By Gabriel Olawale

As the crisis in the baking and confectionary sector intensify due to the escalating price of imported flour, stakeholders in Food Science technology and manufacturing sector has warned that bakers in Nigeria have just one option to remain in business. The one option is for them to put on their thinking cap and be creative on how to depend less on imported flour.

The imperative of this reality is compounded by the fact that the Russia and Ukrain war is not in any way showing any sign of coming to an end soon. More than 90% of flour used in Nigeria is imported from Russia, Ukraine and Agentina and the crisis in Russia and Ukraine has pushed up the price of flour. This is further worsen considering the fact that importers of flour are not given forex concession by the government meaning they have to source forex for importation from the black market. With all these challenges, it is obvious that for any serious entrepreneur in the baking and confectionary sector to remain in business, dependence on 100% imported bread inputs is no longer sustainable.

Narrating her experience, Mrs. Bumi Dada, the managing Director of Crystal Bakery stated that the last three months have been very challenging for her as the cost of producing bread has become unbearable and unpredictable.

“The most unpredictable aspect of it is that the changes in price of flour, sugar, gas and everything we used in baking have refused to be stable. You go to the market today and the flour you are buying for N4000, by the time you go back in a week time with the same N4000, you triose the price has gone to N7000. The price is not increasing every 5 months or more, but almost on a weekly basis, Mrs Dada lamented.

She disclosed that the price increase for bread that bakers embarked upon last week was quite inevitable as a lot of bakers were already shutting down their businesses. The price has also practically affected patronage as a lot of people are switching from bread.

According to her, the feedback from bread retailers revealed that people are gradually dropping bread from their breakfast table.

Nigeria has been at this spot before during the administration of President Goodluck Jonathan when as a way of encouraging bakers to explore the use of local wheat and flour, the cassava bread was launched. Unfortunately, that initiative was not given the needed support by government and local manufacturers did not take full advantage of that opportunity by producing local flour substitutes. But the reality of today is forcing bakers to begin to look inward for survival and local Food Technologists have gone back to their laboratory and factories to bail bakers out as local bread ingredients are being launched.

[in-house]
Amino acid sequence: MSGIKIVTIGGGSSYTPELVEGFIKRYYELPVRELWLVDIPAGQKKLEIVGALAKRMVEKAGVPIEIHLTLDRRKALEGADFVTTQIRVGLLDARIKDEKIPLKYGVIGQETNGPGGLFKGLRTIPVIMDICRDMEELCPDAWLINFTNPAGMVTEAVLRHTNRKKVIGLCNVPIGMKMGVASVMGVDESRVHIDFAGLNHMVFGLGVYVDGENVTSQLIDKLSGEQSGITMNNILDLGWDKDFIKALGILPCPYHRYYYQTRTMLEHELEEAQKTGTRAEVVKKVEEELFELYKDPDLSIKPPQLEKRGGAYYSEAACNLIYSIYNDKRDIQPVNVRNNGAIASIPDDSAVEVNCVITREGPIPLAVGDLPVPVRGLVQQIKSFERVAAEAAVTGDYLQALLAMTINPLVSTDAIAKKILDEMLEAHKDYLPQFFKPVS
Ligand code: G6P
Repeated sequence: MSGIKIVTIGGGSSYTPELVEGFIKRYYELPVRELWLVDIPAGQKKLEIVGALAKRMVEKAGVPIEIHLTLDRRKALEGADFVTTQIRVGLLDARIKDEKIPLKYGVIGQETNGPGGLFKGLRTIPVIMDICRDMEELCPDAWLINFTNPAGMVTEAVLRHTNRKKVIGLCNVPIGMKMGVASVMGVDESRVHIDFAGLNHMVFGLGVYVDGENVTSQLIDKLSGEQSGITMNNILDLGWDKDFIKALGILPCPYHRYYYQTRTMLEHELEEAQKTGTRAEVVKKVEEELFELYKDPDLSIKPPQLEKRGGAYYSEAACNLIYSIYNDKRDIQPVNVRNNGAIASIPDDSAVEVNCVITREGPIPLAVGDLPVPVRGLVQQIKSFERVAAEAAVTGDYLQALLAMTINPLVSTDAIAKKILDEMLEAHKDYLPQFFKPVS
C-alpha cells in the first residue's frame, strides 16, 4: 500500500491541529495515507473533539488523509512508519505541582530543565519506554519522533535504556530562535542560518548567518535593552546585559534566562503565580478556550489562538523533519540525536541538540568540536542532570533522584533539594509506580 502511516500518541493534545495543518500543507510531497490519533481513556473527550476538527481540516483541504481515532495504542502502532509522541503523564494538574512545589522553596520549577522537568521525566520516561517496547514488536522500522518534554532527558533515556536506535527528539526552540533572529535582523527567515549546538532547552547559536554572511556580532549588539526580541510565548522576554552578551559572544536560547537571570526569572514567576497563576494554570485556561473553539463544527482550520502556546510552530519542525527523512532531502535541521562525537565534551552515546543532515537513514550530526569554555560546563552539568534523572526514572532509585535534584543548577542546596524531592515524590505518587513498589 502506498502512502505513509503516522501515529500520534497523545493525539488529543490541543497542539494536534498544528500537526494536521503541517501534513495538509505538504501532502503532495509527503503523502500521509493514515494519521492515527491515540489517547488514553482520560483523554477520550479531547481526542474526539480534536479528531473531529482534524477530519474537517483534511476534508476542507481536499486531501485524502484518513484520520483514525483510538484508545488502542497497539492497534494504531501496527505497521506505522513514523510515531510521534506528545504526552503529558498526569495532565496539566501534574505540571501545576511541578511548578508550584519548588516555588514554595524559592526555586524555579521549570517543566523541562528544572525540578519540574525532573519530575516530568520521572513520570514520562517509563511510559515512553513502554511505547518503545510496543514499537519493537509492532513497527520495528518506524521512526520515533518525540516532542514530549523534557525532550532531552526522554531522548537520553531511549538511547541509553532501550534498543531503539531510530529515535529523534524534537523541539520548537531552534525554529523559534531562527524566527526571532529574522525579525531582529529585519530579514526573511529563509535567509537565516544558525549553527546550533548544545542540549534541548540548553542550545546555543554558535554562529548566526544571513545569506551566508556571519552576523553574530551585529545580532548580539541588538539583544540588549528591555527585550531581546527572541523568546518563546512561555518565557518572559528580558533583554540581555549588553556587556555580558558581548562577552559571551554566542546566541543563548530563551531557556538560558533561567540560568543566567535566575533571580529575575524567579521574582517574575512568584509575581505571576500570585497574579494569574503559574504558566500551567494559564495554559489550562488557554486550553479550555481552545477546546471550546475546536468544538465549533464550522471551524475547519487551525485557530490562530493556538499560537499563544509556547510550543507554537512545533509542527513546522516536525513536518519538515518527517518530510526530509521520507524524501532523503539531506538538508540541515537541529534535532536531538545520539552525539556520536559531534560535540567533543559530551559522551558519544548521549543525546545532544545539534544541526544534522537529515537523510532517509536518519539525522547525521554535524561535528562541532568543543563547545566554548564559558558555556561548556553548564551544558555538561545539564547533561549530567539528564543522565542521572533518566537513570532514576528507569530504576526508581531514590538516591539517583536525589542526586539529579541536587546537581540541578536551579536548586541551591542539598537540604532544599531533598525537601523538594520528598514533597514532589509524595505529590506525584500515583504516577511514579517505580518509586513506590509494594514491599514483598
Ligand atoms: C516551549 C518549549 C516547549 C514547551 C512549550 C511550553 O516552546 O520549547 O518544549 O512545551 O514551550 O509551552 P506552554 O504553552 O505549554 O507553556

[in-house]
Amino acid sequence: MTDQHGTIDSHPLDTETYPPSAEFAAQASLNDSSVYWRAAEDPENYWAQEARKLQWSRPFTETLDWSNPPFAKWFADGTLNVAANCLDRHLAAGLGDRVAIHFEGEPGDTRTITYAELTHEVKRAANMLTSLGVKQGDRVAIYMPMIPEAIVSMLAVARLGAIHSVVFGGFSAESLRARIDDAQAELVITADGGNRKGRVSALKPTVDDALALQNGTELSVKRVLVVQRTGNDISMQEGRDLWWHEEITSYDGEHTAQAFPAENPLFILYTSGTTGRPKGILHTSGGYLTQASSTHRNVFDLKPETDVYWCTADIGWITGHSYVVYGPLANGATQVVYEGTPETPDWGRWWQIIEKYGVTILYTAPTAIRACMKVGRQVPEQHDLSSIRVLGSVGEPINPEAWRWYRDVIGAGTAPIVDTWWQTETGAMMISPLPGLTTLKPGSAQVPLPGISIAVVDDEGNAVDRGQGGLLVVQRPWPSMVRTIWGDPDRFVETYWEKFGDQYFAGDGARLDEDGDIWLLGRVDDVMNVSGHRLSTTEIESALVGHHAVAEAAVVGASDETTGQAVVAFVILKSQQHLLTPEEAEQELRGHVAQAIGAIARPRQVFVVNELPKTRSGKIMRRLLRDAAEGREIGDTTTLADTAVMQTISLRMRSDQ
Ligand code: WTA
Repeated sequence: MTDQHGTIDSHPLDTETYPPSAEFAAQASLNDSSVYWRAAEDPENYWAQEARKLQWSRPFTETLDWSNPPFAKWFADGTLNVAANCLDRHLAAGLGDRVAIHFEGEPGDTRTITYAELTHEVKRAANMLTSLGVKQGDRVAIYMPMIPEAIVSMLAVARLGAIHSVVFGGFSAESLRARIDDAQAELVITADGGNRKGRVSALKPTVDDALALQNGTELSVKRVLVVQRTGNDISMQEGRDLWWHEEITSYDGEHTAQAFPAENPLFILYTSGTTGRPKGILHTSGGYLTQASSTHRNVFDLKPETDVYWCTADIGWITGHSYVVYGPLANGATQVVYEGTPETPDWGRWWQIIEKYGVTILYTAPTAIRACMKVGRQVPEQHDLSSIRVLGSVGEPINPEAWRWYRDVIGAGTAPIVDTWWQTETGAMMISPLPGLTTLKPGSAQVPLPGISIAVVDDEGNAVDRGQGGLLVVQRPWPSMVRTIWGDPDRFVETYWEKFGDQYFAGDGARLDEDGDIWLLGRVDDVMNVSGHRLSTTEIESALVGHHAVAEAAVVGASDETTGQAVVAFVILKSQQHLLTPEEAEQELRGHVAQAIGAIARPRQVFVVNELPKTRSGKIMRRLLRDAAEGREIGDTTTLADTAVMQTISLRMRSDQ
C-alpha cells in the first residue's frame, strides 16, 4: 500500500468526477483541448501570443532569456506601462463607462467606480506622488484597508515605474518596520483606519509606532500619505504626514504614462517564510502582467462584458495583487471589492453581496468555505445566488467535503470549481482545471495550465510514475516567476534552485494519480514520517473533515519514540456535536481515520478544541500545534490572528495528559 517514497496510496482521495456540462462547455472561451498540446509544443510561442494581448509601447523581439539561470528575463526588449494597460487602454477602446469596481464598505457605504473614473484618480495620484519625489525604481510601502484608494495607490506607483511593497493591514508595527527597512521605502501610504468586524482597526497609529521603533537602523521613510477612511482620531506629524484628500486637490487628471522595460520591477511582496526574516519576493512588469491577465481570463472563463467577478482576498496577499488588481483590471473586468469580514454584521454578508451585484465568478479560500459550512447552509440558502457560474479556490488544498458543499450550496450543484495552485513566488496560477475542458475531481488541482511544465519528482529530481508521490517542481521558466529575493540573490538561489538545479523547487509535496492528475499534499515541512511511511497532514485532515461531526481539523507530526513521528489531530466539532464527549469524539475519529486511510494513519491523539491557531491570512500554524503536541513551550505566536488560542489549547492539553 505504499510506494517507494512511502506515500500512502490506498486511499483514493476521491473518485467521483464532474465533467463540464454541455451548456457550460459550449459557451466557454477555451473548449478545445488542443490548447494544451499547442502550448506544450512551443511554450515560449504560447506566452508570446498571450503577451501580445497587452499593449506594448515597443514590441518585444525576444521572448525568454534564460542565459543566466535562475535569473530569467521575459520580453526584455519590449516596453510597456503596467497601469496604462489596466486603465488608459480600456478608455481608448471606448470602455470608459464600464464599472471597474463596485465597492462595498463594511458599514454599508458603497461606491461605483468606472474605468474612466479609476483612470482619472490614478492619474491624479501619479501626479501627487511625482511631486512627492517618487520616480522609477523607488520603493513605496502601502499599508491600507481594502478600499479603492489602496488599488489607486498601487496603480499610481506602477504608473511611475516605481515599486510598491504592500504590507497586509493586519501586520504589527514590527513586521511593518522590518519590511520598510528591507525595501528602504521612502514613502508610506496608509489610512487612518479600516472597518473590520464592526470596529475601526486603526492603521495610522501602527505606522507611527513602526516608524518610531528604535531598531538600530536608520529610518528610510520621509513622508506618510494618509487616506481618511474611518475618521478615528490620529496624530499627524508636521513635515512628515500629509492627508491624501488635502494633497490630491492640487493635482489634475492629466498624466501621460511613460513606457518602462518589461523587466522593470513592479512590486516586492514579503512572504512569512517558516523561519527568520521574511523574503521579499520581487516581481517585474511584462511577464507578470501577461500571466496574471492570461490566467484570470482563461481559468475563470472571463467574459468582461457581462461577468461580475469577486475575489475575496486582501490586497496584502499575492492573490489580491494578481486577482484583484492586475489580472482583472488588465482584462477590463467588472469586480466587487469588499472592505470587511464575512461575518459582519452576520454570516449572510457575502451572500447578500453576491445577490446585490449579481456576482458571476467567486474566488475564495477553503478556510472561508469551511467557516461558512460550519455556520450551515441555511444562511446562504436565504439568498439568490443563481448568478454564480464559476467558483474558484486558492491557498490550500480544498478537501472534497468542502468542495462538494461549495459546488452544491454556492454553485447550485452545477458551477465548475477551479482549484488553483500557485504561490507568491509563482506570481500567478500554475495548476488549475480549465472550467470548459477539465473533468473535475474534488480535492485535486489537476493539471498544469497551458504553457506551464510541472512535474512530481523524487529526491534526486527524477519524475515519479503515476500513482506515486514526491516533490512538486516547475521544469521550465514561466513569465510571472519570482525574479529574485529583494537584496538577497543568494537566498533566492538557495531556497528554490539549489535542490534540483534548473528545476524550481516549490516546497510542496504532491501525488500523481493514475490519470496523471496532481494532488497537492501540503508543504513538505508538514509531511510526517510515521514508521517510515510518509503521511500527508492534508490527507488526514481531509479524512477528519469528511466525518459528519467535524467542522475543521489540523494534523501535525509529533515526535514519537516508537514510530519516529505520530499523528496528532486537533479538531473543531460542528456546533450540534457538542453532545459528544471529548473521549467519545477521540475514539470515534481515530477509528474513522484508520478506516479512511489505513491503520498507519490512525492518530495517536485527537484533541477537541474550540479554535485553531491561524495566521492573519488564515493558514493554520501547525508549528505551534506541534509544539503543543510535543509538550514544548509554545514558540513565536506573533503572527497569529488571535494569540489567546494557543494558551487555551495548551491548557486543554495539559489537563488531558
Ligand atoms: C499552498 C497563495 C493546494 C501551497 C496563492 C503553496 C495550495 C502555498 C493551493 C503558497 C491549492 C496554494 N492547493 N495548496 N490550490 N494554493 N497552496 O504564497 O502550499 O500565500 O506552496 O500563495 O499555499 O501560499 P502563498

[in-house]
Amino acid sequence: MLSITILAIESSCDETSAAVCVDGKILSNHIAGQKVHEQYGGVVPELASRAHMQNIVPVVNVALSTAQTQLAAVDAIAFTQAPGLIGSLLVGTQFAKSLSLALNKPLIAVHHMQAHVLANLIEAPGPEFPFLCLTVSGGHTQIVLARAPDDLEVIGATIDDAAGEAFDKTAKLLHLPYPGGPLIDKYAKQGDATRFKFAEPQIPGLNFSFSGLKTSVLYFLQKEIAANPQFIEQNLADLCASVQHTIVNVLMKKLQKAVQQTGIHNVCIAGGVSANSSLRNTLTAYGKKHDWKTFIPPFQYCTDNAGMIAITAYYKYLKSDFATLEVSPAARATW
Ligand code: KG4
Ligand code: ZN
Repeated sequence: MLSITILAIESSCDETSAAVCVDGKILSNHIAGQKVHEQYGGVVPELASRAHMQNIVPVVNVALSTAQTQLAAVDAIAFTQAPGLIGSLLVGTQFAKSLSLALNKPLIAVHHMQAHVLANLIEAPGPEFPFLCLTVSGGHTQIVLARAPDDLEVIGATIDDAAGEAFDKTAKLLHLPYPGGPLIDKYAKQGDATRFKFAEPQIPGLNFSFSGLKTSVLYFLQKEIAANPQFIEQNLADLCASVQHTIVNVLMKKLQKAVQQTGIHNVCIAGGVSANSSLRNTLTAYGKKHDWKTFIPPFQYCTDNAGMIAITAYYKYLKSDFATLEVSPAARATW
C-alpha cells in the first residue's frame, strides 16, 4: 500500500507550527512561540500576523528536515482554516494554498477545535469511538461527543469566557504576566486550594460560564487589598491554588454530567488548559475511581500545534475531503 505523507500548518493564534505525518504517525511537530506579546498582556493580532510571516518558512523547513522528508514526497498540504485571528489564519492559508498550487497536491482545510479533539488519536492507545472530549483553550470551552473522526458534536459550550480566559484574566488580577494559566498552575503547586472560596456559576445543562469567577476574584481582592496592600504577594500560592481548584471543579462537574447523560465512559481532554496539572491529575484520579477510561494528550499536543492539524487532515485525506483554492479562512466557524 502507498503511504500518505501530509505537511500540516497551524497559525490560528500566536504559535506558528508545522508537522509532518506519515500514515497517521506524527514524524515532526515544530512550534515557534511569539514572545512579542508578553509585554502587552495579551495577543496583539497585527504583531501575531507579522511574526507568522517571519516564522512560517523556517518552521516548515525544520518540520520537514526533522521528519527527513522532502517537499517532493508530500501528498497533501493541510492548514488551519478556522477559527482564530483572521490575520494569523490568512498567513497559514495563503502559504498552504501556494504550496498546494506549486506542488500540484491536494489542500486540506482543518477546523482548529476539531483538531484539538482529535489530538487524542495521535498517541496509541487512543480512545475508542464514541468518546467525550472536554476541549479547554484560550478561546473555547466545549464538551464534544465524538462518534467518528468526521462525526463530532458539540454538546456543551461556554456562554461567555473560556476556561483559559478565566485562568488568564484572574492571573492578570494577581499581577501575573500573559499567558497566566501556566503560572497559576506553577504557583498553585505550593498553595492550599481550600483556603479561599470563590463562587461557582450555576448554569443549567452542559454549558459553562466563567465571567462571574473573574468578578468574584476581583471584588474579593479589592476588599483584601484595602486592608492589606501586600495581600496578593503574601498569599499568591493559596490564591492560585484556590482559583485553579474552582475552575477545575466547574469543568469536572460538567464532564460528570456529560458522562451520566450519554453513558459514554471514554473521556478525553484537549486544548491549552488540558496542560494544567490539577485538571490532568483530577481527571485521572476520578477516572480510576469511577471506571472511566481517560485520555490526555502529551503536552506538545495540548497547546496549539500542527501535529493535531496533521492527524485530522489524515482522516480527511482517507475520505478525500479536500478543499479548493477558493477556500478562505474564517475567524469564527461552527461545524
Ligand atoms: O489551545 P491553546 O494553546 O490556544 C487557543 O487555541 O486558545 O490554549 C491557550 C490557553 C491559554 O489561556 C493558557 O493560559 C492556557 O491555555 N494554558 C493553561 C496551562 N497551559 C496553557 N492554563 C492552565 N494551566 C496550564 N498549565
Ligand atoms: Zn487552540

In an interview, a renowned Food Technologist and the Managing Director of Spectra Industries Limited, Mr. Duro Kuteyi disclosed that bakers have nothing to lose looking inward.

“Like they always say, necessity is the mother of invention. Where we are in Nigeria today will bring out the best from people who are creative. For us in Spectra Industries, we have come up with a product Sobake which is defatted soya flour obtained from graded soybeans. Apart from the fact that this product has high amount of protein, the lower fat content of defatted soya helps to increase the shelf life span of bread and from the feedback of bakers that are using our Sobake, the product has become a welcome relief for bakers. Mr. Kuteyi stated.

Mrs Nike Akinriwoye is into cake baking. According to her, for her to remain in business, she is resorting to local bread ingredients that are more affordable than imported flours.

“I have tried Sobake and I realize that it is quite good and save me a lot of money without affecting the quality of my baking even though initially when it was introduced to me, I had the fear whether it will meet the required standard that my customers always look out for. But after trying it, I realize that it blends perfectly when mixed with the imported flour,” Mrs Akinriwoye disclosed.

Can indigenous manufacturers explore this opportunity by raising the standard of the quality of their made in Nigeria flour? Only time will tell.

But one thing is sure, depending 100% on imported flour will surely take bread out of the breakfast table of a lot of Nigerians thereby compounding the bread crisis in the country.

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